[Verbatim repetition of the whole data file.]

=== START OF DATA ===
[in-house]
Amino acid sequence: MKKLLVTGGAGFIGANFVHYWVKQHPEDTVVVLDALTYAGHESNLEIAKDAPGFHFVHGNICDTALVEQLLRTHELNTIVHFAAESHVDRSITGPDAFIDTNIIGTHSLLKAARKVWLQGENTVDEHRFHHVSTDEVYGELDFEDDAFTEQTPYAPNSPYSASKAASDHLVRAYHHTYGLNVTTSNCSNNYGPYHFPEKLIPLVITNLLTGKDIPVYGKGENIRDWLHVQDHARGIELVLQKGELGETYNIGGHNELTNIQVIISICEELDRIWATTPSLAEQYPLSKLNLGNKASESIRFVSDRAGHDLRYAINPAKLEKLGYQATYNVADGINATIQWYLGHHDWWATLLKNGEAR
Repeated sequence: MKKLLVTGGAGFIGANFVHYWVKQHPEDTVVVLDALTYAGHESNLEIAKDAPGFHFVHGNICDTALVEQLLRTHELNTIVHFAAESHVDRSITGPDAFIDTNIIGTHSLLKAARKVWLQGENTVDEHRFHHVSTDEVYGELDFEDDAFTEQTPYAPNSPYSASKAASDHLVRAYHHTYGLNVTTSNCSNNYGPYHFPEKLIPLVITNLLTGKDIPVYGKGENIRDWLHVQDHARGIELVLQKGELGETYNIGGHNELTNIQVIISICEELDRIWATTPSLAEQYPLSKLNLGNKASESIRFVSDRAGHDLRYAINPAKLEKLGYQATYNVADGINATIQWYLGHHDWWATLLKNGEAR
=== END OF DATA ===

[in-house]
Amino acid sequence: MKKLLVTGGAGFIGANFVHYWVKQHPEDTVVVLDALTYAGHESNLEIAKDAPGFHFVHGNICDTALVEQLLRTHELNTIVHFAAESHVDRSITGPDAFIDTNIIGTHSLLKAARKVWLQGENTVDEHRFHHVSTDEVYGELDFEDDAFTEQTPYAPNSPYSASKAASDHLVRAYHHTYGLNVTTSNCSNNYGPYHFPEKLIPLVITNLLTGKDIPVYGKGENIRDWLHVQDHARGIELVLQKGELGETYNIGGHNELTNIQVIISICEELDRIWATTPSLAEQYPLSKLNLGNKASESIRFVSDRAGHDLRYAINPAKLEKLGYQATYNVADGINATIQWYLGHHDWWATLLKNGEAR
Repeated sequence: MKKLLVTGGAGFIGANFVHYWVKQHPEDTVVVLDALTYAGHESNLEIAKDAPGFHFVHGNICDTALVEQLLRTHELNTIVHFAAESHVDRSITGPDAFIDTNIIGTHSLLKAARKVWLQGENTVDEHRFHHVSTDEVYGELDFEDDAFTEQTPYAPNSPYSASKAASDHLVRAYHHTYGLNVTTSNCSNNYGPYHFPEKLIPLVITNLLTGKDIPVYGKGENIRDWLHVQDHARGIELVLQKGELGETYNIGGHNELTNIQVIISICEELDRIWATTPSLAEQYPLSKLNLGNKASESIRFVSDRAGHDLRYAINPAKLEKLGYQATYNVADGINATIQWYLGHHDWWATLLKNGEAR